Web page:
The Second-Generation (Peripherally-Selective) Antihistamines in Children

Marcia L. Buck, Pharm.D., FCCP

Disclosures

Pediatr Pharm. 2001;7(4) 

In This Article

Pharmacokinetics

The pharmacokinetic profiles of the second generation antihistamines have been well studied in adults. All three agents have a rapid onset of action, with a time to maximum concentration averaging 1 to 2 hours. Administration with food causes a delay in absorption that is not believed to be clinically significant. Cetirizine and fexofenadine are primarily excreted as unchanged drug, with average elimination half-lives in adults of 8 and 14 hours, respectively. Loratadine undergoes hepatic metabolism through the cytochrome P450 enzyme system, with an average half-life of 8 to 28 hours for the parent drug and active metabolites.[1]

Children appear to have a more rapid elimination of cetirizine than adults. In a study of 15 infants and toddlers (age range 6 to 23 months) given a single cetirizine dose of 0.25 mg/kg, Spicak and colleagues found an average elimination half-life of 3.1±1.8 hours, with an apparent oral clearance of 2.13±1.15 ml/min/kg and an apparent volume of distribution of 0.44±019 L/kg.[10] Approximately 67% of the dose was excreted unchanged. In a study of 2-6 year old children given a 5 mg oral dose, elimination half-life was 5.55±0.98 hours, with an apparent clearance of 1.27±0.80 ml/min/kg and an apparent volume of distribution of 0.60±0.38 L/kg.[11] Despite this more rapid elimination, duration of effect was similar to that of adults, so that no change in dose appears to be needed.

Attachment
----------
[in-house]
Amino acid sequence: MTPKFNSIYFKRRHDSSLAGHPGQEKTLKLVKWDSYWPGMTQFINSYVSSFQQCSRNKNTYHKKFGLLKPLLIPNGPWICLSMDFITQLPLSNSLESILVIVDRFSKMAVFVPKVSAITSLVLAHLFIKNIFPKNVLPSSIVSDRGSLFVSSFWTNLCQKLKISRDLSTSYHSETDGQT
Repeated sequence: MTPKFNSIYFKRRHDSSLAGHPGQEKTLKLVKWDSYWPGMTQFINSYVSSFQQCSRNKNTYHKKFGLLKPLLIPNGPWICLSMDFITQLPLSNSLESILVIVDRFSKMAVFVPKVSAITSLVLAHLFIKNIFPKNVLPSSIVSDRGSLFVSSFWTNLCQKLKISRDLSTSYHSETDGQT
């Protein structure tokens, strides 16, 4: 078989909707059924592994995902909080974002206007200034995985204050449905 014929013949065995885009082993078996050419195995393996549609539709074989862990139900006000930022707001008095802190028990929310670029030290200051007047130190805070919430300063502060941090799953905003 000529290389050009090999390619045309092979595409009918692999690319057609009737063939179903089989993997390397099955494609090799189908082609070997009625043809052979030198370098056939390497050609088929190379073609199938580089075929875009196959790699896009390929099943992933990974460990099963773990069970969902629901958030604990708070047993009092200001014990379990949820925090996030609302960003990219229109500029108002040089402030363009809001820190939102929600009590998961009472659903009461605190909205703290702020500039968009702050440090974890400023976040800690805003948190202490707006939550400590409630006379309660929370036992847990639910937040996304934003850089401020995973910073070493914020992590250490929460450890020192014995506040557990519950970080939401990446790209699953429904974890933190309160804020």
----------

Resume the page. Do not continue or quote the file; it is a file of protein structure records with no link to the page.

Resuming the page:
Pharmacokinetic studies of both fexofenadine and loratadine in children have provided results similar to those in adults. Fexofenadine pharmacokinetic parameters were evaluated in a study of 14 children (mean age 9.8+1.8 years). The patients were given a single 30 or 60 mg oral dose. Average elimination half-lives were 18.3±2.0 and 17.6±1.0 hours, for the 30 and 60 mg doses, respectively, and were comparable to adult values.[12] The pharmacokinetics of loratadine were studied in 18 children (ages 2-5 years).[13] Each patient was given a single 5 mg oral dose. Time to maximum concentration averaged 1.17±0.38 hours with an area under the curve for the desloratadine metabolite of 61.4±25.4 ng hr/ml, similar to values for adults.

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